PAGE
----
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I'm a recent graduate with zero work experience. No extracurricular activities and no part-time jobs.

Considering that this shows on my resume, will employers still expect me to be able to answer behavioral questions? Or won't they ask me those questions if I have no work experience to draw on for answers?

closed as primarily opinion-based by gnat, jimm101, mcknz, Masked Man, Michael Grubey Aug 22 '16 at 2:17

Many good questions generate some degree of opinion based on expert experience, but answers to this question will tend to be almost entirely based on opinions, rather than facts, references, or specific expertise. If this question can be reworded to fit the rules in the help center, please edit the question.

  • Most probably "YES". Otherwise, how can they measure you up and see if you are a good fit for the team. Behavioral questions, doesn't have to be workplace related as you know – MelBurslan Aug 17 '16 at 15:14
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    Yes, even more so, as they don't have experience to go by, ALL they have is those behavioral questions to ask you. – Retired Codger Aug 17 '16 at 19:48
  • For the record, when they ask you behavioral questions, it's a good idea to know the correct answer to them - not just because you need to get through the interview, but because those kinds of scenarios happen all the time and as a professional you really need to know how to handle them. – corsiKa Aug 17 '16 at 20:29
  • I don't understand the close votes here. This question is fairly straightforward and answerable, yet it currently has 4 close votes. – enderland Aug 18 '16 at 14:03
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    @Student Thanks for confirming. I've edited your post and retracted my close vote. – Lilienthal Aug 19 '16 at 16:12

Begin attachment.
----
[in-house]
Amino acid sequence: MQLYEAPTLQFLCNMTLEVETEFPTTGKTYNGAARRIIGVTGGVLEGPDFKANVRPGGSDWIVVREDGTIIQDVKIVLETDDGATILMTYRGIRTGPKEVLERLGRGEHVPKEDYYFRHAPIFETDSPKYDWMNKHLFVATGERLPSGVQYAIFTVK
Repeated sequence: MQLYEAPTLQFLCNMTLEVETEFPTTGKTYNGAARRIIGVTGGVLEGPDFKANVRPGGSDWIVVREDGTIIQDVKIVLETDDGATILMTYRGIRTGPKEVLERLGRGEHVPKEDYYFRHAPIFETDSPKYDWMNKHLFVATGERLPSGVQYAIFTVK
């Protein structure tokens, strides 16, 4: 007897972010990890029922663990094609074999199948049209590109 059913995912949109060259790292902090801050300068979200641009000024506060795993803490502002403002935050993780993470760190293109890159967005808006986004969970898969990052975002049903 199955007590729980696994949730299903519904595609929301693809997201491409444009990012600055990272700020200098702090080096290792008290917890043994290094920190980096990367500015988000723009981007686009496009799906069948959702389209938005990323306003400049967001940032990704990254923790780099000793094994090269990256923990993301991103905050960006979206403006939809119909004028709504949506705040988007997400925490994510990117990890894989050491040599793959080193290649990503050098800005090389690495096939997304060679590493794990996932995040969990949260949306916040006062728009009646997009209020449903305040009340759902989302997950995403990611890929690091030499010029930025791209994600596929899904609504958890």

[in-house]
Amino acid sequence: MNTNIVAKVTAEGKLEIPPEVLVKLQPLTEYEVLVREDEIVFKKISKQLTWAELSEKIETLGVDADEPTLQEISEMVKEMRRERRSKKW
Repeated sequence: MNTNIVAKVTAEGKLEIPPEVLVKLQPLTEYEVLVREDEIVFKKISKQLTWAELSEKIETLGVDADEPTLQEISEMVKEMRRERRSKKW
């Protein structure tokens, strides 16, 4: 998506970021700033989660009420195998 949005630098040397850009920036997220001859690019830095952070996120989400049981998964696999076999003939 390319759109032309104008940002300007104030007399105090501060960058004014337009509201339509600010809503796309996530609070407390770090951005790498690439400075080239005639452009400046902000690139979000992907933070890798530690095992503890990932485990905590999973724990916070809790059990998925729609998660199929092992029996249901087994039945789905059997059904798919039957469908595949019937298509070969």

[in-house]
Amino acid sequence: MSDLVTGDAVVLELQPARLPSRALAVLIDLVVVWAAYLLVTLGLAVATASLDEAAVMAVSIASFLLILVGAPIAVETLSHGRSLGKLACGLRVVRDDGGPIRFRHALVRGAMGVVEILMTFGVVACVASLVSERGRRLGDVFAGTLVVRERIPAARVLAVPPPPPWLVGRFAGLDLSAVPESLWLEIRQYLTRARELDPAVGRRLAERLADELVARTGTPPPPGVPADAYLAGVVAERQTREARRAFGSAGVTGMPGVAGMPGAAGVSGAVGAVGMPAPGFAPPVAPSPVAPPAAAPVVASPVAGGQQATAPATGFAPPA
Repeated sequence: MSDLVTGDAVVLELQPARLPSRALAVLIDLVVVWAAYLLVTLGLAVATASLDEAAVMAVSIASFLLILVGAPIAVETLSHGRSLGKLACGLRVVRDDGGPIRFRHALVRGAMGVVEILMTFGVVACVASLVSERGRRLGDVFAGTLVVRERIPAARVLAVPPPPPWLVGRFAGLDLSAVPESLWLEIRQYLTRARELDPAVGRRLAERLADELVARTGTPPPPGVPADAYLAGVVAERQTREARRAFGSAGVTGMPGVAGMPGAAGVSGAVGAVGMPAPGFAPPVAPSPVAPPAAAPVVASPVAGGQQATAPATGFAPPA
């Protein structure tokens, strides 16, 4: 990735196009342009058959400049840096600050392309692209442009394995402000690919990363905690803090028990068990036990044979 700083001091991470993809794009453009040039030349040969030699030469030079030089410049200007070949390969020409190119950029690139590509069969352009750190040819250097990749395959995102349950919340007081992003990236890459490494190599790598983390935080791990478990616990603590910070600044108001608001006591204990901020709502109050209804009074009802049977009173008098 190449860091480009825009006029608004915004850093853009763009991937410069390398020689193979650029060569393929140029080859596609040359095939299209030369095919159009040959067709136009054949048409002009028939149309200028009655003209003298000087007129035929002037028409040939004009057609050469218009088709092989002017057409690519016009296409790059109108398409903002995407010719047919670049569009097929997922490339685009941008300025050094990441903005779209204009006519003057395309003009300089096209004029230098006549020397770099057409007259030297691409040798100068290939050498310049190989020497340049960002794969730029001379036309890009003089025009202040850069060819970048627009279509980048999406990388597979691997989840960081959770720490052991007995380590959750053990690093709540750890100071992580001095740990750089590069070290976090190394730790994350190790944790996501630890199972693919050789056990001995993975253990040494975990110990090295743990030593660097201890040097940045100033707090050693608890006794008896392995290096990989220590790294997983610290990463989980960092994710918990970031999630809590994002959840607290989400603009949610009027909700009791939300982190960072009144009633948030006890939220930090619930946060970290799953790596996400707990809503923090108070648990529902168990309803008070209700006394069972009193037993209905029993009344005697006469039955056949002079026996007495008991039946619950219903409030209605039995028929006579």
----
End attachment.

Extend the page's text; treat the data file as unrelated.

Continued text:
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Yes, they almost assuredly will.

Large companies have standardized processes to follow for this sort of thing. They aren't going to "dumb down" the interview process for a candidate without any job experience. If they do, it's likely not going to reflect positively on you regardless.

Presumably you have coursework experience. Or had some level of working with others during your degree. When I was in school and interviewing, some of my best answers came from my "fun" I had on various projects.

Given your inexperience with work/interviewing, I would strongly recommend you take some time and research behavioral questions online. Spend time considering how to answer from your school studies.

Unless you are brilliant, the huge lack of work is likely to make interviewers less excited about you as a candidate - particularly if you do not have good answers to behavioral questions.

3

They will still ask them.

In my first job out of university, despite having previous work experience, I answered some behavioural questions by explaining some things I did while in education. You don't have to give answers from previous jobs.

I suggest looking up typical behavioural question and coming up with answers to them based on what ever experience you have had while in education so you are prepared for them.

3

By "behavioral questions" I assume that you mean strengths, weaknesses, etc. They will almost certainly ask those questions and you should have answers ready for them.

When you come up with answers look at your education as the job you have had for the last however many years. You havent worked as part of a team, but I bet at some point you worked on a group project. Never had a demanding boss, was there ever a professor who you had to struggle to provide what they were looking for?

I would review the questions that frequently come up in a initial interview and come up with answers that fit, and be prepared to talk about how happy you are to get into the work force. Good Luck.

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    Behavioral questions refers to asking questions about specific past experiences. "Tell me about a time when you had conflict within a team. How did you handle it?" or "Tell me about a time you failed. How did you deal with it?" The idea being that the candidate has to get specific and talk about what they've actually done. As opposed to "How would you deal with conflict in a team?" Now the candidate can talk about what they should do as opposed to what they have done, and what they did in the past is more representative of future results than their take on what the perfect response should be. – Chris G Aug 17 '16 at 15:59

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